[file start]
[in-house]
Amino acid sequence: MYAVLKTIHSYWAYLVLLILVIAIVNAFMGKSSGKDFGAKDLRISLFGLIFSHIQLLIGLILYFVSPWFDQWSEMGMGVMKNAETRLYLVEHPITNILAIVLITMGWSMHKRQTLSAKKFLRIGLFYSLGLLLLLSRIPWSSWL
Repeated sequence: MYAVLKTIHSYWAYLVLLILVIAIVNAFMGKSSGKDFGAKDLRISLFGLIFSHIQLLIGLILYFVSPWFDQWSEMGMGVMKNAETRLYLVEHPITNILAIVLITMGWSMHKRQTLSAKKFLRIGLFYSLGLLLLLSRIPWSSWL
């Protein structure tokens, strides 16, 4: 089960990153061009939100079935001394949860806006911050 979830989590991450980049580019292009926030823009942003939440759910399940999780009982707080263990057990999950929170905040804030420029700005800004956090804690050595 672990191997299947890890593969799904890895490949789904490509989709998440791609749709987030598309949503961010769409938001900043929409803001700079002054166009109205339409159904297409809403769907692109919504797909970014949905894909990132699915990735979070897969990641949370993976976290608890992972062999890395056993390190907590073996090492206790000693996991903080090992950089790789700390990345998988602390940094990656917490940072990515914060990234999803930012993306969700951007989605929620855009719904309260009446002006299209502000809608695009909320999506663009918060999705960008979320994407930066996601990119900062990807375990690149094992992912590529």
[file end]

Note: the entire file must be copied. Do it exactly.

[in-house]
Amino acid sequence: MYAVLKTIHSYWAYLVLLILVIAIVNAFMGKSSGKDFGAKDLRISLFGLIFSHIQLLIGLILYFVSPWFDQWSEMGMGVMKNAETRLYLVEHPITNILAIVLITMGWSMHKRQTLSAKKFLRIGLFYSLGLLLLLSRIPWSSWL
Repeated sequence: MYAVLKTIHSYWAYLVLLILVIAIVNAFMGKSSGKDFGAKDLRISLFGLIFSHIQLLIGLILYFVSPWFDQWSEMGMGVMKNAETRLYLVEHPITNILAIVLITMGWSMHKRQTLSAKKFLRIGLFYSLGLLLLLSRIPWSSWL
């Protein structure tokens, strides 16, 4: 089960990153061009939100079935001394949860806006911050 979830989590991450980049580019292009926030823009942003939440759910399940999780009982707080263990057990999950929170905040804030420029700005800004956090804690050595 672990191997299947890890593969799904890895490949789904490509989709998440791609749709987030598309949503961010769409938001900043929409803001700079002054166009109205339409159904297409809403769907692109919504797909970014949905894909990132699915990735979070897969990641949370993976976290608890992972062999890395056993390190907590073996090492206790000693996991903080090992950089790789700390990345998988602390940094990656917490940072990515914060990234999803930012993306969700951007989605929620855009719904309260009446002006299209502000809608695009909320999506663009918060999705960008979320994407930066996601990119900062990807375990690149094992992912590529």